Monthly Archives: August 2019

Seven State Polls

By Jim Ellis

Aug. 2, 2019 — In the latter half of July, several different pollsters conducted Democratic presidential primary polls in seven important primary states. In Iowa, New Hampshire, South Carolina, California, Texas, Michigan, and Illinois — all states whose voters will cast primary ballots on or before March 17 — contain an aggregate 1,012 first-ballot delegates.

The seven polls give us an idea as to how Democratic primary participants in the corresponding states would vote if their presidential nomination elections had been in mid to late July. Additionally, we make delegate dispersion projections from the polling data to the qualified candidates and attempt to determine whether any one individual could garner the 50 percent delegate support necessary to claim a first ballot victory.

The Firehouse/Optimus organization polled in Iowa (July 23-25; 630 likely Iowa Democratic caucus voters), New Hampshire (July 23-25; 587 likely New Hampshire Democratic primary voters), and South Carolina (July 23-25; 554 registered South Carolina voters). The Public Policy Institute of California surveyed the Golden State Democratic primary (July 14-23; 766 likely California Democratic primary voters). The University of Texas at Tyler (July 24-27; 554 registered Texas voters), Climate Nexus (July 14-17; 324 likely Michigan Democratic primary voters), and Victory Research (July 26-29; 1,200 likely Illinois Democratic primary voters) tested the Texas, Michigan, and Illinois electorates.

For the purposes of this exercise, let us assume that all of these surveys accurately depict how the Democratic electorates in each of these states would vote. Let us further assume that the congressional district delegate apportionment directly corresponds to the at-large state vote.

Doing so allows us to make delegate apportionment estimates for each of these states with the understanding that the conclusions are not precise. They do, however, give us an idea as to how the delegate dispersion might break. Understanding that several of the polled minor candidates will not be on the ballot when actual voting occurs allows us to project additional votes going to the close finishers, those at 13-14% in these polls. Doing so likely boosts them to the 15 percent threshold that party rules mandate as a qualification requirement for delegate votes.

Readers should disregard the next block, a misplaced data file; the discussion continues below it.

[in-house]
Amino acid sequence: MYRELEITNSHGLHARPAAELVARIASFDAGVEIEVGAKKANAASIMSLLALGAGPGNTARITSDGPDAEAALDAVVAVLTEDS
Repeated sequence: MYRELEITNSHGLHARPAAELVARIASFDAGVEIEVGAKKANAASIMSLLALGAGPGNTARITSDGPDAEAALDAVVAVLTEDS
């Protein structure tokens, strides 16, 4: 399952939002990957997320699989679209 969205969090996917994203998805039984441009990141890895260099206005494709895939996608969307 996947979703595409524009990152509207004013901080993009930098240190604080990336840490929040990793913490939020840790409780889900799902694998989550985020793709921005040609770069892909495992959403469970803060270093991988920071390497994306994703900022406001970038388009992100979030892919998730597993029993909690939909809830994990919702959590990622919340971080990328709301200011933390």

The aggregate total of 1,012 delegates from these seven states represents just under 27 percent of the entire first ballot universe at the Democratic National Convention, so the combined tested states are significant in terms of the number of delegates they possess and their voting schedule position.

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Texas Rep. Mike Conaway to Retire

By Jim Ellis

Texas Rep. Mike Conaway (R-Midland)

Aug. 1, 2019 — It looks like the House GOP retirement cavalcade of the past week is continuing. Reports surfaced overnight yesterday that Texas Rep. Mike Conaway (R-Midland) would announce his retirement from Congress after what will be 16 years in office at the end of the current term. He did so yesterday in an afternoon press conference in Midland, Texas, which opens the 15th House seat in this election cycle, and the fifth in the past week.

Though the last five seats all come from the Republican side, four are safe for the party and will produce GOP successors. The eventual Republican nominee in the TX-22 seat, from which Rep. Pete Olson (R-Sugar Land) is departing, will still be favored next November, but this district will be competitive.

Texas Congressional District 11, currently represented in the US House by Mike Conaway (R-Midland)

Texas’ 11th District is the third-safest Republican seat in the nation, at least on the 2016 Trump presidential scale. The president received 78 percent of the vote from this west Texas constituency, and the eventual GOP nominee will become a prohibitive favorite in the 2020 general election.

The 11th District is anchored in the Midland-Odessa region deep in west Texas, moves east to annex the city of San Angelo, and then travels northeast almost to the outer Ft. Worth suburbs. The district contains 27 counties and parts of two others. In addition to posting 78 percent for Trump, Mitt Romney earned 79 percent, and John McCain recorded 76 percent support in 2008.

More than 70 percent of the congressional district lies in two state Senate seats, the latter districts actually being larger than federal CDs. Interestingly, those two Senate seats are anchored in cities, Lubbock and Amarillo, that lie as population anchors of different congressional districts. Therefore, Sens. Chris Perry (R-Lubbock) or Kel Seliger (R-Amarillo) will have a smaller political base in the 11th CD than one would guess from looking at the district overlay map.

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